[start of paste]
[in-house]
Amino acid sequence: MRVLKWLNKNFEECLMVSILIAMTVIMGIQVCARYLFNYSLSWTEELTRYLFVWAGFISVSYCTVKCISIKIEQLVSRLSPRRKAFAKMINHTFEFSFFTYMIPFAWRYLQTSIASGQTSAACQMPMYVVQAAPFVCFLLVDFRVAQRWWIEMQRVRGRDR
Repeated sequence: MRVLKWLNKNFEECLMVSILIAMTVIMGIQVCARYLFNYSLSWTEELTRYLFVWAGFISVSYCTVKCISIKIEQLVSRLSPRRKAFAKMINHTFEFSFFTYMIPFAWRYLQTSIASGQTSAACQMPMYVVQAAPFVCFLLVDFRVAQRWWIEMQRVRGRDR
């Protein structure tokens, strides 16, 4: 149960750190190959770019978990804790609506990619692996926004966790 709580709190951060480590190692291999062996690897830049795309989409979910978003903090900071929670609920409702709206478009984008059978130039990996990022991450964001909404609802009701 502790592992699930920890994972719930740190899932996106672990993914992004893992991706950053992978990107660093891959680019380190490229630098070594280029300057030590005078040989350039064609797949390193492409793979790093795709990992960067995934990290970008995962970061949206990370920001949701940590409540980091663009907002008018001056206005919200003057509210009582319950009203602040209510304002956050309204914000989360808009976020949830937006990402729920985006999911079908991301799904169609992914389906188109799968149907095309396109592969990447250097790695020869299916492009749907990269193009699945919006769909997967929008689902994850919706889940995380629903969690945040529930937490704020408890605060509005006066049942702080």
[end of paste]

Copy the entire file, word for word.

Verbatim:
[in-house]
Amino acid sequence: MRVLKWLNKNFEECLMVSILIAMTVIMGIQVCARYLFNYSLSWTEELTRYLFVWAGFISVSYCTVKCISIKIEQLVSRLSPRRKAFAKMINHTFEFSFFTYMIPFAWRYLQTSIASGQTSAACQMPMYVVQAAPFVCFLLVDFRVAQRWWIEMQRVRGRDR
Repeated sequence: MRVLKWLNKNFEECLMVSILIAMTVIMGIQVCARYLFNYSLSWTEELTRYLFVWAGFISVSYCTVKCISIKIEQLVSRLSPRRKAFAKMINHTFEFSFFTYMIPFAWRYLQTSIASGQTSAACQMPMYVVQAAPFVCFLLVDFRVAQRWWIEMQRVRGRDR
């Protein structure tokens, strides 16, 4: 149960750190190959770019978990804790609506990619692996926004966790 709580709190951060480590190692291999062996690897830049795309989409979910978003903090900071929670609920409702709206478009984008059978130039990996990022991450964001909404609802009701 502790592992699930920890994972719930740190899932996106672990993914992004893992991706950053992978990107660093891959680019380190490229630098070594280029300057030590005078040989350039064609797949390193492409793979790093795709990992960067995934990290970008995962970061949206990370920001949701940590409540980091663009907002008018001056206005919200003057509210009582319950009203602040209510304002956050309204914000989360808009976020949830937006990402729920985006999911079908991301799904169609992914389906188109799968149907095309396109592969990447250097790695020869299916492009749907990269193009699945919006769909997967929008689902994850919706889940995380629903969690945040529930937490704020408890605060509005006066049942702080």